Cinema of the Week: Dear Evan Hansen

Kristen Hines, Columnist • khines14@ehc.edu

Almost every season, every Tony Awards has one show that sweeps the competition right off its feet. And this year, that Tony sweeper was Dear Evan Hansen.

The story has a main focus on high school characters who are insecure and have anxiety, putting a spotlight on kids who are having trouble with family and friends, discussing heavy themes, such as depression and suicide. While this musical certainly isn’t the first to focus on these themes, audiences seem to be captivated by the music above all else, as they’re written by Alex Lacramore, aka the man who wrote the music for Hamilton.

The story centers around Evan Hansen, a teenage boy with anxiety who eventually finds himself in a whirl of activity circling around one of his former classmates, and all centered around a lie. I won’t say much more so as not to spoil it, but it’s definitely a tearjerker. While the music has a pop-style, the acoustics allow for some amazing swells of emotional moments for when the musical has to slow down for more serious or tragic moments. It’s an emotional ride that leaves a good amount of people in tears by the end.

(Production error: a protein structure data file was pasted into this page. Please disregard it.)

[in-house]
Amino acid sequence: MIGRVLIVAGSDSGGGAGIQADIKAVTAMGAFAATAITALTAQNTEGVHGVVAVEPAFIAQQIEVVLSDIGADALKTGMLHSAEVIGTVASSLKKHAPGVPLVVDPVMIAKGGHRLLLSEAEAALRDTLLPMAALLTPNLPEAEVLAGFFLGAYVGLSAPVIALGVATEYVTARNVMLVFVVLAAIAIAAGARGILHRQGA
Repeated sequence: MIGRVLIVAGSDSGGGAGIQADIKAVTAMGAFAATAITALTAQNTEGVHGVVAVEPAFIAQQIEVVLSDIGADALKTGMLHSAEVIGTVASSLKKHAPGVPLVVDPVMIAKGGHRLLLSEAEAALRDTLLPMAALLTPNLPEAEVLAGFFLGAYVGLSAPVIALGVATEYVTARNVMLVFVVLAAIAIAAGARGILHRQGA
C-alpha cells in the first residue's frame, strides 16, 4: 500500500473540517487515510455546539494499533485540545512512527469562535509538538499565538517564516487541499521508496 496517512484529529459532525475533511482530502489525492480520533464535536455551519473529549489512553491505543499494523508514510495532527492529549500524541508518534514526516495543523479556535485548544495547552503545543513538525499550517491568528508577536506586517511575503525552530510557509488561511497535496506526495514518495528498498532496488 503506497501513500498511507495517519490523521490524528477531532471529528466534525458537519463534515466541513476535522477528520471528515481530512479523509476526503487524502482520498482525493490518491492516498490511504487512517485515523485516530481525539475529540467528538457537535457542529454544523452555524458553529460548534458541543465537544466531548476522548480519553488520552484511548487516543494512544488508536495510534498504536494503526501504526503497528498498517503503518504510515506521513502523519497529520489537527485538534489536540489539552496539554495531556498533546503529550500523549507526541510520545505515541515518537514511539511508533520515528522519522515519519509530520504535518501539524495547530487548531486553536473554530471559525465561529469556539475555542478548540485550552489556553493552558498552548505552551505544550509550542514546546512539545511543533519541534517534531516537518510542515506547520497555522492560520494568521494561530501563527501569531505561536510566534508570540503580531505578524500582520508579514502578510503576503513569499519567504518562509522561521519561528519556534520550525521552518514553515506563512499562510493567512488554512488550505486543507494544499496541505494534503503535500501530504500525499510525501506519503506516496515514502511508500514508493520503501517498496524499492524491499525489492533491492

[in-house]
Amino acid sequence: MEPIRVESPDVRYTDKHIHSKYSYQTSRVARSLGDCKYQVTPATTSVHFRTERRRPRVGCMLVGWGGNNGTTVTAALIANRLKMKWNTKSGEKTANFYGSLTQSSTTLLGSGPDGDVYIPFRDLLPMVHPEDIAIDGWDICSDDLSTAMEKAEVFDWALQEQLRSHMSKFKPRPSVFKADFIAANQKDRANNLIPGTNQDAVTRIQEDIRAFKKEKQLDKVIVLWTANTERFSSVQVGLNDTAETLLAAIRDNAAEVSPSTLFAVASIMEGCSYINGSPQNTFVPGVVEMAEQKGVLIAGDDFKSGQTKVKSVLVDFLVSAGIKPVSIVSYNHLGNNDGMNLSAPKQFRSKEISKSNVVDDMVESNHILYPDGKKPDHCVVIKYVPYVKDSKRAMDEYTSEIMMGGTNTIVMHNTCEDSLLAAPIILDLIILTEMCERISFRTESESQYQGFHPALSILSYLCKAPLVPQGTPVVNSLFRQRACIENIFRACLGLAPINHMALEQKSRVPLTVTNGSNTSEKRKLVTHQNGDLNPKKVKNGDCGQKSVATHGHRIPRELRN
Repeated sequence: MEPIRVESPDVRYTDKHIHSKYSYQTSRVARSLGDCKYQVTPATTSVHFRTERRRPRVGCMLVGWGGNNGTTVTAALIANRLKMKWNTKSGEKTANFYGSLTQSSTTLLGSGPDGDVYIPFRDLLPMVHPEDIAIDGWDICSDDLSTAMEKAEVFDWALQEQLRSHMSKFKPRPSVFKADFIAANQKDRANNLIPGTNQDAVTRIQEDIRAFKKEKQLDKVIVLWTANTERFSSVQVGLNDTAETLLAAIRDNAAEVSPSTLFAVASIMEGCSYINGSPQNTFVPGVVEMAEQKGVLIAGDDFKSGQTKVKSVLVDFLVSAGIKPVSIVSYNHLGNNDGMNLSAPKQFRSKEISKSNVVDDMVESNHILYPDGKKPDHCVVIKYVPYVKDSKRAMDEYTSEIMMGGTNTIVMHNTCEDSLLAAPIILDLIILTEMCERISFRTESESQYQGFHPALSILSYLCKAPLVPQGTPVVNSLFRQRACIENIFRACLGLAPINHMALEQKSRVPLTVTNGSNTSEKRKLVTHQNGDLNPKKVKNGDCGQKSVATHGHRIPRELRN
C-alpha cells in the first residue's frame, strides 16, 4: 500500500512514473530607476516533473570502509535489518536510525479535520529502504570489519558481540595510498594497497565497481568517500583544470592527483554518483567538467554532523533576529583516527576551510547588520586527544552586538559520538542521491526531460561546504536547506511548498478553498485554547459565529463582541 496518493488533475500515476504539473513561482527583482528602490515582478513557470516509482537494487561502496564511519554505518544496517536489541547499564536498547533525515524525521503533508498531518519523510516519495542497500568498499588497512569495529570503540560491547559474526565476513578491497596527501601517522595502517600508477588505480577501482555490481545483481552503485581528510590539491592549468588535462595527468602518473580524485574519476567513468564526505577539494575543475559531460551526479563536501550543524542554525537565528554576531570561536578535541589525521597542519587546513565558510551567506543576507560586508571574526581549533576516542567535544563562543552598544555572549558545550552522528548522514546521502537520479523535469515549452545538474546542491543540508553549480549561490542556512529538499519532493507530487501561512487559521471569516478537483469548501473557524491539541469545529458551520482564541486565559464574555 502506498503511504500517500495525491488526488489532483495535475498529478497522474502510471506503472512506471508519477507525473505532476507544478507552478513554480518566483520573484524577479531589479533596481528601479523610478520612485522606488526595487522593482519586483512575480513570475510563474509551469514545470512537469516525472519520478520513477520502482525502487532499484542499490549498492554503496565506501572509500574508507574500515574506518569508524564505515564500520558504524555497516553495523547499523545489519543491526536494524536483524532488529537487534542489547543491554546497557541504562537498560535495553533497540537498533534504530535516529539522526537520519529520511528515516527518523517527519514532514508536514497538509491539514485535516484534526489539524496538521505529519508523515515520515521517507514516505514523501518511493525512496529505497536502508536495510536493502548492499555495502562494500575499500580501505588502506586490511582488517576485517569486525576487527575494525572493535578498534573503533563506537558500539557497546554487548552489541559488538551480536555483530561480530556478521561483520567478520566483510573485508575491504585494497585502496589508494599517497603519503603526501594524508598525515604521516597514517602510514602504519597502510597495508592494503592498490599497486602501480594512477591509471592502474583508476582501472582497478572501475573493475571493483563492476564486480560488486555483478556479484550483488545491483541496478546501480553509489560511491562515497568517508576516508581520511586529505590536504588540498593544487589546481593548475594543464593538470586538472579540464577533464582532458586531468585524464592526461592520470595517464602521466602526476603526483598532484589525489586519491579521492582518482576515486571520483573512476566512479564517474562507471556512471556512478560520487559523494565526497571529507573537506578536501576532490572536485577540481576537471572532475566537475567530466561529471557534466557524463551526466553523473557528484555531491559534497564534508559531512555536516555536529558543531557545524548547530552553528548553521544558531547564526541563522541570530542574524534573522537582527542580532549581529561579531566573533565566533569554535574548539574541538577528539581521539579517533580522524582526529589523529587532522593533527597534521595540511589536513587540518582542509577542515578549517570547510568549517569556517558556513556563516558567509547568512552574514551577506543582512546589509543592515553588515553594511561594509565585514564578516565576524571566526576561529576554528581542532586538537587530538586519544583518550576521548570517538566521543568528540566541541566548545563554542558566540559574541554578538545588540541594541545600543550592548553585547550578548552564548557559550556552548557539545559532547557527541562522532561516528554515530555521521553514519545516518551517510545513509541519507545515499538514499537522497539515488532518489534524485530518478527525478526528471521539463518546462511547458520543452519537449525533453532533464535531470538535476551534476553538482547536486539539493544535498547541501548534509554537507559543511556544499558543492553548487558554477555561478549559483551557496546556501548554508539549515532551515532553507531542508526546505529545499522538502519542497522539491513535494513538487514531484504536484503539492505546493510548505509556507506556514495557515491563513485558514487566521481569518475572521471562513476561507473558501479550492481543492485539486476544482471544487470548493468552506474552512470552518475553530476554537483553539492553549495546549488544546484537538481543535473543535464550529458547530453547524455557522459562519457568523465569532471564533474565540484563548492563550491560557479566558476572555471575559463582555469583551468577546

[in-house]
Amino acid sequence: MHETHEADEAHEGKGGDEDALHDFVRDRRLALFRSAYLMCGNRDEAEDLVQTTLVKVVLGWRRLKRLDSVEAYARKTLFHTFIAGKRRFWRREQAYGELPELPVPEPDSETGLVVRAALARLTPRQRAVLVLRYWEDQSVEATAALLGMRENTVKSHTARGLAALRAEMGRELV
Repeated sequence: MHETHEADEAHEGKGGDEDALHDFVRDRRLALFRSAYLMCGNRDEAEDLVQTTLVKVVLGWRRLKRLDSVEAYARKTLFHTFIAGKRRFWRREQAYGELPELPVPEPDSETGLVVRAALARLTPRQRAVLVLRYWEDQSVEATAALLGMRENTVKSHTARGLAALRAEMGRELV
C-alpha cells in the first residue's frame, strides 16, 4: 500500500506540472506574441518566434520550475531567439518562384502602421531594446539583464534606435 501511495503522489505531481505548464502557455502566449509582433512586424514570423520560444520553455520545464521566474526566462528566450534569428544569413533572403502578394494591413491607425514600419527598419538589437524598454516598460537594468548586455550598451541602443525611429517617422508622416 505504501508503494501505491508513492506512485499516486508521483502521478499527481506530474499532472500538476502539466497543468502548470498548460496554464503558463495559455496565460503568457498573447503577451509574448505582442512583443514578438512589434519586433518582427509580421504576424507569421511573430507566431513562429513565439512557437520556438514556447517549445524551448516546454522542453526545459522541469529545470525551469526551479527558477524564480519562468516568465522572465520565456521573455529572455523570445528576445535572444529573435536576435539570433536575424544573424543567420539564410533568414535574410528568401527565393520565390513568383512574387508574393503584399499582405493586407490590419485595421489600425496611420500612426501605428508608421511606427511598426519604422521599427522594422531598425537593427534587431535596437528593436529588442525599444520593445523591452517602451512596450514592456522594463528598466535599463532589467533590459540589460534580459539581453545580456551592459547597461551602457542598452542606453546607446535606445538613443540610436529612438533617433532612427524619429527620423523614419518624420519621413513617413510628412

Unfortunately, while Dear Evan Hansen has its share of fans, it has its share of haters too. They range from not liking the portrayal of those with mental illness to simply being mad that this musical won all the Tony’s while an equally amazing musical such as ‘Great Comet of 1812’ was left completely in the dust.

While it’s impossible for me to argue against these as I’m sure some of these people had valid points, the musical isn’t as bad as they say. Sure, it may not be for everyone, and the flaws are definitely there, Dear Evan Hansen is still a good musical with some very heartfelt music. If you have nothing to do, then give it a listen and judge it for yourself.

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